Intracranial Germ Cell Tumor
What is an Intracranial Germ Cell Tumor?
Germ cell tumors (GCTs) form in germ cells, which are cells that develop into sperm or ova (eggs). GCTs can be either benign or malignant and usually form in the center of the brain, near the pineal gland (a tiny organ in the brain that makes melatonin, which is a substance that helps control the sleeping and waking cycle). Germ cell tumors can spread to other parts of the brain and spinal cord. GCTs mainly occur in adolescents and young adults, with the peak incidence of 10 to 12 years of age and more commonly seen in boys.
There are two types intracranial GCTs:
- Make up two-thirds of all GCTs
- More commonly seen in boys
Non-germinomatous germ cell tumors (NGGCT)
- Make up one-third of all GCTs
- Most are malignant
- Several subtypes
- Endodermal sinus tumor (yolk sac tumor)
- Embryonal carcinoma
- Mixed germ cell tumors
Intracranial germ cell tumors account for less than four percent of pediatric brain tumors in North America. For unknown reasons the incidence of GCTs is higher in Japan and Taiwan where they account for up to 11 percent of pediatric brain tumors.
What are the symptoms of an Intracranial Germ Cell Tumor?
The symptoms of GCTs depend on the location of the tumor. Pineal region tumors usually cause difficulty with eye movement such as looking up; increased intracranial pressure may also cause headache, vomiting, poor balance and lethargy. Tumors located in other regions of the brain may cause excessive urination and thirst due to diabetes insipidus (DI), growth failure, and precocious (early) or delayed puberty.
How is an Intracranial Germ Cell Tumor diagnosed?
A magnetic resonance imaging MRI scan of the brain and spine help define the location of the tumor and whether or not the disease has spread. Some germ cell tumors secrete proteins called “tumor markers” which aid in diagnosis. Blood and spinal fluid may be analyzed for the presence of tumor markers. If diagnosis cannot be made using tumor markers, a biopsy of the tumor is required to make the final diagnosis. A spinal tap (lumbar puncture) is done to assess for spread of the tumor in the spinal fluid.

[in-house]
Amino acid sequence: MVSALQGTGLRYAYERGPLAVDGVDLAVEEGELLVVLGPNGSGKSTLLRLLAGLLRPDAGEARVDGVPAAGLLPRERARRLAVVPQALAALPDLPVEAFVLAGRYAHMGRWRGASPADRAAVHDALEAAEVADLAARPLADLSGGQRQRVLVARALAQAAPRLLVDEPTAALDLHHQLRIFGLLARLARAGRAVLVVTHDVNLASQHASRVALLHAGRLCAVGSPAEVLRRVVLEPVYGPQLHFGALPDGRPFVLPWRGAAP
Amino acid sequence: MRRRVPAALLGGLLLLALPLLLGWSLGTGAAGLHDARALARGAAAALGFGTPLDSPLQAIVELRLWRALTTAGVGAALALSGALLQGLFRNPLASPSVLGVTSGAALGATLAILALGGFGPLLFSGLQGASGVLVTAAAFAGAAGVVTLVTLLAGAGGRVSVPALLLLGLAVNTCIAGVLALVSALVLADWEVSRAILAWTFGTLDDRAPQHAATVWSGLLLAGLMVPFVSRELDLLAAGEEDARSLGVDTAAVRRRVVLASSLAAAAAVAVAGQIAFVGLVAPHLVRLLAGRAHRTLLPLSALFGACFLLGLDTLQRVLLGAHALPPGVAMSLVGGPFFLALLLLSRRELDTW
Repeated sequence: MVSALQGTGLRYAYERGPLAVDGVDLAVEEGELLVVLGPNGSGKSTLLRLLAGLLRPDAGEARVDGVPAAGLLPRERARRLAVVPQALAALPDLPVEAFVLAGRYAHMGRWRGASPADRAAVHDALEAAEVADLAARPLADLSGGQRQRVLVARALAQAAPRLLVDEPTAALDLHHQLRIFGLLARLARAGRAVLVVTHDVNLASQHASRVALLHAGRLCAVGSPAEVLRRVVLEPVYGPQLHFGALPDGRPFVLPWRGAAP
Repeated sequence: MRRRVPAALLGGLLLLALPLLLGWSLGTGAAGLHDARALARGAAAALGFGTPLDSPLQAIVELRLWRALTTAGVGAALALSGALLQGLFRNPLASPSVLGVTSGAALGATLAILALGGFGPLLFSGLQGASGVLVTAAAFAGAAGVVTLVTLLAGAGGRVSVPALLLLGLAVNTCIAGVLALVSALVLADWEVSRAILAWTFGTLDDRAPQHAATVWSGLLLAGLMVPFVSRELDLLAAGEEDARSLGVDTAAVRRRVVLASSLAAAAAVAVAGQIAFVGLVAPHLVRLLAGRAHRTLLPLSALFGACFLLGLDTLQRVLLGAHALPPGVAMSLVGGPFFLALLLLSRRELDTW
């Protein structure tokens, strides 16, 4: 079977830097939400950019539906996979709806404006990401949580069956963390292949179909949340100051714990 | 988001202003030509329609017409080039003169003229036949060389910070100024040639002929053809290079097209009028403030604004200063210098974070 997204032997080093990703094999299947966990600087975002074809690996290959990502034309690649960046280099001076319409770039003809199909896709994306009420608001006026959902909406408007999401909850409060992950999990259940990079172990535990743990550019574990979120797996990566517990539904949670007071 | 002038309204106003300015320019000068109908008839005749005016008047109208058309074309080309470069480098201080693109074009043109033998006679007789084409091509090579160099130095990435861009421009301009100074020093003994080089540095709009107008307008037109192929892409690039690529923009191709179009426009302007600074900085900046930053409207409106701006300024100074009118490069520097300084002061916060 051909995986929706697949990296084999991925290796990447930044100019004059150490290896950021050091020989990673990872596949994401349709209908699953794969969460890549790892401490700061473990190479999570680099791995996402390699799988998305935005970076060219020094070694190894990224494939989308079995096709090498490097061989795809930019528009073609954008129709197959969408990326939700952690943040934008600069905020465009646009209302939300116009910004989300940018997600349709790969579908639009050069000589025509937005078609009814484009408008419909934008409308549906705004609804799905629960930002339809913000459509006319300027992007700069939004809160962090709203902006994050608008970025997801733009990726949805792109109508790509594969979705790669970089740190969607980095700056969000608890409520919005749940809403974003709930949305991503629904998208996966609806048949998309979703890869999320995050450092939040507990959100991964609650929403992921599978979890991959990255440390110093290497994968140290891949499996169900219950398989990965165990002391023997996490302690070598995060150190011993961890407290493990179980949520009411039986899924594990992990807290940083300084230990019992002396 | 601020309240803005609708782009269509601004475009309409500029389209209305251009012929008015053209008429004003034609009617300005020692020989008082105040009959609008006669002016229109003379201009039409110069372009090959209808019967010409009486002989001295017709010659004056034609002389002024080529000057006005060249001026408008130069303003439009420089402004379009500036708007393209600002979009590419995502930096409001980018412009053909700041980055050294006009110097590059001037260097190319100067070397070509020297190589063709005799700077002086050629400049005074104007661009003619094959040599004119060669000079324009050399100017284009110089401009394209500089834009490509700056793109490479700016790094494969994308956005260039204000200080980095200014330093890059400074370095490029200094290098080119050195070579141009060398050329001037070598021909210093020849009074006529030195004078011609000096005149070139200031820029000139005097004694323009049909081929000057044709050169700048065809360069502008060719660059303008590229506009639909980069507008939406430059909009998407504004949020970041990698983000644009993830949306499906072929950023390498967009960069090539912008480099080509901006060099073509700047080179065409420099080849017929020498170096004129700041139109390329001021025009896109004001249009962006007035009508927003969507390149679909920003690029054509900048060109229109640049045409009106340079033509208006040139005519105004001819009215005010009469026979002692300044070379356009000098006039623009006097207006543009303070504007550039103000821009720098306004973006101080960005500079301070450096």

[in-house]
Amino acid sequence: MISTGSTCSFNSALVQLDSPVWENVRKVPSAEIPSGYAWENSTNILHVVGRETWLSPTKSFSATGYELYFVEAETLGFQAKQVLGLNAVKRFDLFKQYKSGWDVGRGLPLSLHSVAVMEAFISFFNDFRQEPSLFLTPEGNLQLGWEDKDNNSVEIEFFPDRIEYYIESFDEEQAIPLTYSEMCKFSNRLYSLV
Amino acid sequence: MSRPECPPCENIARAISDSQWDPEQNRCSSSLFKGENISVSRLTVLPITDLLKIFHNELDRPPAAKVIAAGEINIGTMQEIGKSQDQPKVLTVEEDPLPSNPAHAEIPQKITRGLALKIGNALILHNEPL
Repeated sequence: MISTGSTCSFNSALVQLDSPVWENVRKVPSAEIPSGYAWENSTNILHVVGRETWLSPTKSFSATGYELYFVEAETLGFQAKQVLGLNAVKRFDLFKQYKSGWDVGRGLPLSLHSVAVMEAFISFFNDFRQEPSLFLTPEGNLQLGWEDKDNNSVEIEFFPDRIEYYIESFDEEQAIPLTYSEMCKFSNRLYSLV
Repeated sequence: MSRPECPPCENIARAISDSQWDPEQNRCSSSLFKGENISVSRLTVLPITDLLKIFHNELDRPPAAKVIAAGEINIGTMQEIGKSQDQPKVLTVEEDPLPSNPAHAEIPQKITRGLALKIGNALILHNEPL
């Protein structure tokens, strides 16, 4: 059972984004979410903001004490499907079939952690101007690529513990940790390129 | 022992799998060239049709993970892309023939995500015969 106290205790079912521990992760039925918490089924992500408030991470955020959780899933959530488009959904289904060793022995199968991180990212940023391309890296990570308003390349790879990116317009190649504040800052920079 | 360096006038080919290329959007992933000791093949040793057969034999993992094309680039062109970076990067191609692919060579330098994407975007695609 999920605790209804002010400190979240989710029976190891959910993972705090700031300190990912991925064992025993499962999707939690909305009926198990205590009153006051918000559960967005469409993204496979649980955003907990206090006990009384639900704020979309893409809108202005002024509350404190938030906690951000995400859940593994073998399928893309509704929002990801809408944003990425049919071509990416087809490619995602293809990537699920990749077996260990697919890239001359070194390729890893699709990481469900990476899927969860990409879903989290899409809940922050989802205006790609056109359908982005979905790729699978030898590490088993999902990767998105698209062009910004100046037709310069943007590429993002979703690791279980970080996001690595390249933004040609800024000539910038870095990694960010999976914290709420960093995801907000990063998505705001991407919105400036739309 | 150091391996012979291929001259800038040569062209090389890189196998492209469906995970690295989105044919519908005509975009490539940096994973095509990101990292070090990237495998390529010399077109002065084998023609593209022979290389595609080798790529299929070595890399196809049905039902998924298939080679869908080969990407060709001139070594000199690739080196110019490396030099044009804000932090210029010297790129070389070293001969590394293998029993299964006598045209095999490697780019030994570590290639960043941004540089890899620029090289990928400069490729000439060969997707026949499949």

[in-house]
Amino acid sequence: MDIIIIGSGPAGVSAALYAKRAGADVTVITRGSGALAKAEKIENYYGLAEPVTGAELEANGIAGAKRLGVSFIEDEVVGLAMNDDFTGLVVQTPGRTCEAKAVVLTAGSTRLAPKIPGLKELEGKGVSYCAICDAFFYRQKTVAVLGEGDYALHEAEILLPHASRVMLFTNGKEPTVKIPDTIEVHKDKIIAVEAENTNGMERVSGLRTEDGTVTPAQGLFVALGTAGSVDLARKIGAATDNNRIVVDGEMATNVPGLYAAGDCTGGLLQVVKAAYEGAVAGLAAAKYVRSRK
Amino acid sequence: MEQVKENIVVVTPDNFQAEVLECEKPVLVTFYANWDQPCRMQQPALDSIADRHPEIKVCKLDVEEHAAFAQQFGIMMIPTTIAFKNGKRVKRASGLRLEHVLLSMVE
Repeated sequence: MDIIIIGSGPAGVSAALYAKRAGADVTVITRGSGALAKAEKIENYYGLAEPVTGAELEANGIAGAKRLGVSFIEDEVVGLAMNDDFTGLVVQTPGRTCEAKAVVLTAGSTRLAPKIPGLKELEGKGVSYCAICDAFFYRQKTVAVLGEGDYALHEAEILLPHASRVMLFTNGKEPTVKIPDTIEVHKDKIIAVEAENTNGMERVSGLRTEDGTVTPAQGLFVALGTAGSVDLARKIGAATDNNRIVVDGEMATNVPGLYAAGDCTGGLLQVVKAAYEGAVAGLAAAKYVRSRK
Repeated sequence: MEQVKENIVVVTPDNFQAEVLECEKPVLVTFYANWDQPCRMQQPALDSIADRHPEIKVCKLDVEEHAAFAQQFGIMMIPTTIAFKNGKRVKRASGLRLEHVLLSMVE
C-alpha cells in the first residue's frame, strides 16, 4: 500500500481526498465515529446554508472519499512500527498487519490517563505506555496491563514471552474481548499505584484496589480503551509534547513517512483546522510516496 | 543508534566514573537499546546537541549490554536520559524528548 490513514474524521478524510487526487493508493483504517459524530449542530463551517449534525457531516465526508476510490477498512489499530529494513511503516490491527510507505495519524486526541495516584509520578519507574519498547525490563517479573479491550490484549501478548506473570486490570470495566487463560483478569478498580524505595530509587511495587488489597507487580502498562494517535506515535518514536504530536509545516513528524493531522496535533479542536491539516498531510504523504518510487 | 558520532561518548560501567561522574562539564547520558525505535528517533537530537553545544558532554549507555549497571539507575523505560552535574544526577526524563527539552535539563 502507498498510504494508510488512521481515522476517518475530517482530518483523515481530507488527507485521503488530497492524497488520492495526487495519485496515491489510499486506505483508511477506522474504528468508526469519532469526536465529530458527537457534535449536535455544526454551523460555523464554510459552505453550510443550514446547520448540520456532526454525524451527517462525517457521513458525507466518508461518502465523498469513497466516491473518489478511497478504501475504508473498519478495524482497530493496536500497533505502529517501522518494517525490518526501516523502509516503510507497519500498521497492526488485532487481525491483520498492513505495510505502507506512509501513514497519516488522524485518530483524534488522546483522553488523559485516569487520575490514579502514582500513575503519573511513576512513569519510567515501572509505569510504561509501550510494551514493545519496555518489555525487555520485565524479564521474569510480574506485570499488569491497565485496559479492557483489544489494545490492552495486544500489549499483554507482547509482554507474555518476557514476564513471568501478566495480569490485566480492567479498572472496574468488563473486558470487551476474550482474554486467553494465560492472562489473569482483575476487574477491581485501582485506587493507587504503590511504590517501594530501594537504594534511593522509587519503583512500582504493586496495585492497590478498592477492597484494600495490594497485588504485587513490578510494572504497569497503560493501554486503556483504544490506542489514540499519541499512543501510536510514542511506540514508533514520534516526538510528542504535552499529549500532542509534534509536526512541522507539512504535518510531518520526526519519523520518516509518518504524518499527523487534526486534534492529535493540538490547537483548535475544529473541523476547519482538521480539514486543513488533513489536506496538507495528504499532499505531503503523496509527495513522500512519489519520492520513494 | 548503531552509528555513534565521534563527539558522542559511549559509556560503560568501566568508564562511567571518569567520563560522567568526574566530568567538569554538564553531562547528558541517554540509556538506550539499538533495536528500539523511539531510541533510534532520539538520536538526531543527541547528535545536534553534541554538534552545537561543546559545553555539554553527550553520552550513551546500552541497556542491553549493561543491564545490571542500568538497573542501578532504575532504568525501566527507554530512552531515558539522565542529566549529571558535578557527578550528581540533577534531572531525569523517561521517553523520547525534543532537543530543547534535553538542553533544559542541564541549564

How is an Intracranial Germ Cell Tumor treated?
Germinomas that are diagnosed using tumor markers require no surgery, because chemotherapy and radiation are curative, and surgical removal does not improve outcome and adds risk. In cases where a diagnosis cannot be made using tumor markers, a surgery is required to biopsy the tumor to make the diagnosis. Chemotherapy and radiation therapy are both required for the best outcome and the least long-term side effects.
Non-germinomatous germ cell tumors that are diagnosed using tumor markers require no surgery initially. In cases where a diagnosis cannot be made using tumor markers, a surgery is required to biopsy the tumor to make the diagnosis. Depending on the location of the tumor, surgeons may attempt to remove the tumor at the initial surgery. Chemotherapy and radiation therapy are both required for the best outcome and the least long-term side effects.
About treatment for Intracranial Germ Cell Tumor at Children’s Hospitals and Clinics of Minnesota
Our cancer and blood disorders program consistently achieves excellent results ranking it in the top 10 programs in the United States. Children’s Hospitals and Clinics of Minnesota treats the majority of children with cancer and blood disorders in Minnesota and provides patients access to a variety of clinical trials using ground-breaking new treatments. Through our renowned program, patients experience unparalleled family support, a nationally recognized pain management team, and compassionate, coordinated care.
If you are a family member looking for a Children’s Hospitals and Clinics of Minnesota neuro-oncologist, please call our clinic at (612) 813-5940.
If you are a health professional looking for consultation or referral information, please call Children's Physician Access at 1-866-755-2121 (toll-free) and ask for the on-call hematologist/oncologist.
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